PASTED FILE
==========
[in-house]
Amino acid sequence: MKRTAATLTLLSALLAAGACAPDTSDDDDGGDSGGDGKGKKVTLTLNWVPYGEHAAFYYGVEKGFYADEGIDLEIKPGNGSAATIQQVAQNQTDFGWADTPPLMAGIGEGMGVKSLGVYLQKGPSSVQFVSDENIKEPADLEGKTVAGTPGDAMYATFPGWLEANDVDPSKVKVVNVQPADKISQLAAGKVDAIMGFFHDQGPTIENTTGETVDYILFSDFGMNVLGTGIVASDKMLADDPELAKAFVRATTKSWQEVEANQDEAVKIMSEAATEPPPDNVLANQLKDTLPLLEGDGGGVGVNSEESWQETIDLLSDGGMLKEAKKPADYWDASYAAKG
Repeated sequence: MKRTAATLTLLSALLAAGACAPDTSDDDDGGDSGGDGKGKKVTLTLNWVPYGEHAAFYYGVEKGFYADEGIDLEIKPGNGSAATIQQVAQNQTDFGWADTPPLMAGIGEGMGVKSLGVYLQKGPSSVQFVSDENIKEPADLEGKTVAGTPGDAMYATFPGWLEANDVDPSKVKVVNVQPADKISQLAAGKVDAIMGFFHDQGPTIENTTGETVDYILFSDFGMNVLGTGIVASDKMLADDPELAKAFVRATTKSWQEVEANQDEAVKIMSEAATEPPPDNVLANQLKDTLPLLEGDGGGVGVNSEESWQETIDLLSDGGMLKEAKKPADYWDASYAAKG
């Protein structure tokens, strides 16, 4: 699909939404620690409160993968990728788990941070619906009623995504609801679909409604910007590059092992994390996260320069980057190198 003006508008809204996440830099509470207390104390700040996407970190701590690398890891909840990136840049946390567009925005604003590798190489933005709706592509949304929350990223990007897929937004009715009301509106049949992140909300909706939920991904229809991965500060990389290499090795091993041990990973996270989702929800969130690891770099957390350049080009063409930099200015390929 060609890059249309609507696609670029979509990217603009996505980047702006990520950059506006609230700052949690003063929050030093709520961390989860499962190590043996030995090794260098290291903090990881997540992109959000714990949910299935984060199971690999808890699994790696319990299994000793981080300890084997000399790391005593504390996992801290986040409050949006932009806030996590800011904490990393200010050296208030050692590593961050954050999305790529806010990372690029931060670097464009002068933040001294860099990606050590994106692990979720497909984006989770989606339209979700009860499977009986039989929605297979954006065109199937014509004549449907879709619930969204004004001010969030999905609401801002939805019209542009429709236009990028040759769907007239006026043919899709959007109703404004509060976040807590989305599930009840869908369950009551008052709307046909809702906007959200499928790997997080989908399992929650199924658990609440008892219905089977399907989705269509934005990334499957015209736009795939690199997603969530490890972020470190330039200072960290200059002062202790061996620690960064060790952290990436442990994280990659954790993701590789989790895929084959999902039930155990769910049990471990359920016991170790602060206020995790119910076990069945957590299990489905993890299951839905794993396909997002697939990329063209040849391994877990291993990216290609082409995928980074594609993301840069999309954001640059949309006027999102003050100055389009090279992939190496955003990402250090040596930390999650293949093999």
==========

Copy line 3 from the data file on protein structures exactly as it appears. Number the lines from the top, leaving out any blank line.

Repeated sequence: MKRTAATLTLLSALLAAGACAPDTSDDDDGGDSGGDGKGKKVTLTLNWVPYGEHAAFYYGVEKGFYADEGIDLEIKPGNGSAATIQQVAQNQTDFGWADTPPLMAGIGEGMGVKSLGVYLQKGPSSVQFVSDENIKEPADLEGKTVAGTPGDAMYATFPGWLEANDVDPSKVKVVNVQPADKISQLAAGKVDAIMGFFHDQGPTIENTTGETVDYILFSDFGMNVLGTGIVASDKMLADDPELAKAFVRATTKSWQEVEANQDEAVKIMSEAATEPPPDNVLANQLKDTLPLLEGDGGGVGVNSEESWQETIDLLSDGGMLKEAKKPADYWDASYAAKG